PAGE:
The district court entered a decree in this case on August 8, 1990. At that time permanent child support guidelines were in effect pursuant to our order of September 29, 1989 (old guidelines). New permanent child support guidelines went into effect on December 31, 1990, pursuant to our order of October 16, 1990 (new guidelines).

In our de novo review we apply the old child support guidelines to determine Galen's child support obligation until December 31, 1990. We apply the new child support guidelines to determine such obligation from and after December 31, 1990.

Net monthly income under the old guidelines is pertinently defined as follows:

In the guidelines the term "net monthly income" means gross monthly income less deductions for: (1) Federal income tax; (2) State income tax; (3) Social security deductions; ....

Under the new guidelines net monthly income is similarly pertinently defined:

In the guidelines the term "net monthly income" means gross monthly income less deductions for: (1) Federal income tax (properly calculated withholding or estimated payments); (2) State income tax (properly calculated withholding or estimated payments); (3) Social security deductions; ....

Neither the old nor the new guidelines make any mention of depreciation deductions. But under both guidelines the district court has some discretion to vary from them. The court may vary from the guidelines if it finds in writing that

the guidelines would be unjust or inappropriate as determined under the following criteria: (1) Substantial injustice would result to the payor, payee, or child; (2) Adjustments are necessary to provide for the needs of the child and to do justice between the parties, payor, or payee under the special circumstances of the case; and

(3) Circumstances contemplated in Iowa Code section 234.39 [cost of services provided by the Iowa department of human services].

In short, these criteria provide flexibility on the question whether to allow or disallow all or any part of depreciation as a deduction from gross income.

Other jurisdictions have addressed the question whether the obligor should be given the benefit of depreciation in calculating the child support or alimony award.

In Stewart v. Stewart, 243 Mont. 180, 793 P.2d 813 (1990), the obligor parent was a self-employed home builder. He appealed from the trial court's judgment in a modification action, alleging abuse of discretion. In modifying the obligor's child support payments upward, the trial court disregarded business and depreciation losses as shown in the obligor's federal income tax returns. The Montana supreme court affirmed the lower court calculations. Persuaded that taxable net income is not always coterminous with net disposable income *327 in the calculation of child support, the court found that:

Under the Guidelines, the primary focus for determining available income for paying child support is based upon a parent's disposable income rather than their taxable income.... [L]egitimate business expenses do not include those losses that exist primarily on paper and have little effect upon a parent's disposable income.

Id. at 181-83, 793 P.2d at 814.

Further, the court was convinced that including depreciation deductions in calculating net disposable income available for child support gives the obligor parent a windfall:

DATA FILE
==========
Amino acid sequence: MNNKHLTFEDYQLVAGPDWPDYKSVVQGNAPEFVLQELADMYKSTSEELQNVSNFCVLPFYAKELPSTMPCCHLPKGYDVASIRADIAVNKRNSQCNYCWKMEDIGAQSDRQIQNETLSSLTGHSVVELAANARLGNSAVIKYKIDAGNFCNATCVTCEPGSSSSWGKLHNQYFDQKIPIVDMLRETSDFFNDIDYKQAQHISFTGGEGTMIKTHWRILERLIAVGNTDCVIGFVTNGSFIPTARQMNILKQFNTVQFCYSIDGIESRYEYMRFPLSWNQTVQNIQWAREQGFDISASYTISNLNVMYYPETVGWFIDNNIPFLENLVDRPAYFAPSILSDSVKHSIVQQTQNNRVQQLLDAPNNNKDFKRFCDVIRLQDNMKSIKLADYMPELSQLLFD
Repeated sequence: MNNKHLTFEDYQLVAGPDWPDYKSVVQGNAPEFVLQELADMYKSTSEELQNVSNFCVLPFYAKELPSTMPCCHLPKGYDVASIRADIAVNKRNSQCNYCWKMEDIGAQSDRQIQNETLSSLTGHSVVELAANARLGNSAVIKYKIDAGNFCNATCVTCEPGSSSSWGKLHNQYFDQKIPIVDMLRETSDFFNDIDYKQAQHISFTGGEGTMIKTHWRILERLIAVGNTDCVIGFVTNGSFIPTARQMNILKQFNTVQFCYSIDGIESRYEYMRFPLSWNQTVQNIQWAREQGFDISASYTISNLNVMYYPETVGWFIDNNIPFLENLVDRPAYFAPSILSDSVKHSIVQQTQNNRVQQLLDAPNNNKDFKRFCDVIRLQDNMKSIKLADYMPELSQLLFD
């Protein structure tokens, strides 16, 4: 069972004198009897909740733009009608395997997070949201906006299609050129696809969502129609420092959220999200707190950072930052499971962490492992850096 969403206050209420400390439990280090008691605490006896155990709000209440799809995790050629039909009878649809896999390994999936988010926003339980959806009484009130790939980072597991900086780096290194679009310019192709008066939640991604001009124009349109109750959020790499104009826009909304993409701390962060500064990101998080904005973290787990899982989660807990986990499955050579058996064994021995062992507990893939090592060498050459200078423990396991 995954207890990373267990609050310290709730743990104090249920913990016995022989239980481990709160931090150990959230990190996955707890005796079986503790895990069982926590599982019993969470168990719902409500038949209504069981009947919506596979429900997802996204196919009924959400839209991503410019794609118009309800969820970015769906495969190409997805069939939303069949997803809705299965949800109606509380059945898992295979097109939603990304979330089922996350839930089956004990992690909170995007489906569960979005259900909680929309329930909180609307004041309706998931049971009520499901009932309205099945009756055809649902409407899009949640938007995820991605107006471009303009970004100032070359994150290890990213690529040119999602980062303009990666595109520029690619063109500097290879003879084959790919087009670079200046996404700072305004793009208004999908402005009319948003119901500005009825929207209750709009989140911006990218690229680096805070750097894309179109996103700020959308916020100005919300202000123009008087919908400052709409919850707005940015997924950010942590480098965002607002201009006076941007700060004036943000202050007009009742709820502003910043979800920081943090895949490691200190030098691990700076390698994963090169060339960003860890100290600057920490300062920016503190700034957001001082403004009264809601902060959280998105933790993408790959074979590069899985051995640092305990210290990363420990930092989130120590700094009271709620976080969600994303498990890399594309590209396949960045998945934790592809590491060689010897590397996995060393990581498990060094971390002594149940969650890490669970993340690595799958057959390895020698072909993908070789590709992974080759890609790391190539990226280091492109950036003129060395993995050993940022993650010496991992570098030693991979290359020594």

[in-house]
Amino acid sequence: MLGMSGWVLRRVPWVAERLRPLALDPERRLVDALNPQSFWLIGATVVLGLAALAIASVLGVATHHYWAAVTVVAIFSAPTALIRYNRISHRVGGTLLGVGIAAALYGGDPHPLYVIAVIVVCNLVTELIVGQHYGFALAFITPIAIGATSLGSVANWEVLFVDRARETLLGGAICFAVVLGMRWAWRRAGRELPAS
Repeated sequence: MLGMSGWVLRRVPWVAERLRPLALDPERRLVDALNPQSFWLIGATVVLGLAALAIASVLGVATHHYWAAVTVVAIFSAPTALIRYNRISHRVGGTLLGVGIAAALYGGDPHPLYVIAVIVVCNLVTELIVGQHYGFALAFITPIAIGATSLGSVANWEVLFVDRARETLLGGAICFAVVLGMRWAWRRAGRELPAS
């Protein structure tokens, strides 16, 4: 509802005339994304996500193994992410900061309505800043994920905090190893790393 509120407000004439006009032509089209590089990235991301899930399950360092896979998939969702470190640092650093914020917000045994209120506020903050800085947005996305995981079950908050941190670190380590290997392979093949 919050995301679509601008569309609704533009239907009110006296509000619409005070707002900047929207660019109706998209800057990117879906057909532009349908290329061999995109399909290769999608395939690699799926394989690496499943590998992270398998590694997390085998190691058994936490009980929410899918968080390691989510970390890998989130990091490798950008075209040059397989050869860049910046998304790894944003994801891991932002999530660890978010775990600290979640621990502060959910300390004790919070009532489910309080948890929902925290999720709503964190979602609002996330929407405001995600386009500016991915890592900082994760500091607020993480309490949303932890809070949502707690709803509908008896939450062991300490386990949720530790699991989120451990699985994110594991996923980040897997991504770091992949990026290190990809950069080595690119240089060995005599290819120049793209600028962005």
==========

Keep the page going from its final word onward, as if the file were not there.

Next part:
[A]n analysis of the purpose of depreciation... supports the premise that depreciation is not an acceptable exclusion in calculating disposable income. Two types of depreciation are generally allowed by the Internal Revenue Service in the calculation of taxable income. These two types are straight line depreciation and accelerated depreciation.... Both types of depreciation are permitted as a tax deduction to allow individuals to regain their business expenditures....

Since the purpose of depreciation is to assist a person in regaining their expenditures, it does not follow that depreciation is a business expense for the calculation of disposable income under the Guidelines.

Id. at 183-84, 793 P.2d at 815.

Other courts have also added back depreciation deductions in their calculations of disposable net income available for child support and alimony. See Pierce v. Pierce, 268 Ark. 864, 865-68, 596 S.W.2d 364, 365-66 (Ark.App.1980) (finding that tax return alone is not an accurate indicator of self-employed obligor's available expendable income where obligor claimed reduced income due to depreciation on business equipment); Turner v. Turner, 586 A.2d 1182, 1188 (Del.1991) (application of common law mathematical formula in calculating child support award would yield to balance equities in appropriate circumstances; obligor not allowed to deduct any accelerated depreciation as a business expense); Harloff v. Harloff, 279 So. 2d 91, 91 (Fla.App.1973) (trial court dissolution decree defined net income as total gross income received by obligor less ordinary business expenses expended to earn said income; said ordinary expenses did not include depreciation or taxes); Compton v. Bertaut, 359 So. 2d 1131, 1132 (La.App.1978) (depreciation ignored in determination of obligor parent's cash flow where obligor submitted tax returns as evidence of dire financial circumstances); Eberly v. Eberly, 12 Md.App. 117, 126-29, 278 A.2d 107, 112-13 (1971) (finding that lower court specifically considered obligor's depreciation deduction on real estate in raising amount of alimony); In re Marriage of Deatherage, 595 S.W.2d 36, 39 (Mo.App.1980) (recognizing case law indicating depreciation should be considered as an available asset for calculating child support in a final decree, without deciding the issue); In re Scheer's Marriage, 13 Or.App. 551, 552-54, 513 P.2d 174, 175 (1973) (acknowledging depreciation on professional equipment of obligor husband raised his cash flow each month); Cunningham v. Cunningham, 378 Pa.Super. 280, 281-82, 548 A.2d 611, 612 (1988) (finding it well established that depreciation and depletion expenses, allowed under federal income tax law without proof of actual loss, will not automatically be deducted from gross income in determining alimony and equitable distribution), appeal denied, 522 Pa. 576, 559 A.2d 37 (1989); Laprade v. Laprade, 784 S.W.2d 490, 493 (Tex.App.1990) (holding no error in awarding child support relying on factors [for example, depreciation] outside those listed in state child support guidelines; specifically no error in trial court taking depreciation tax credits into consideration).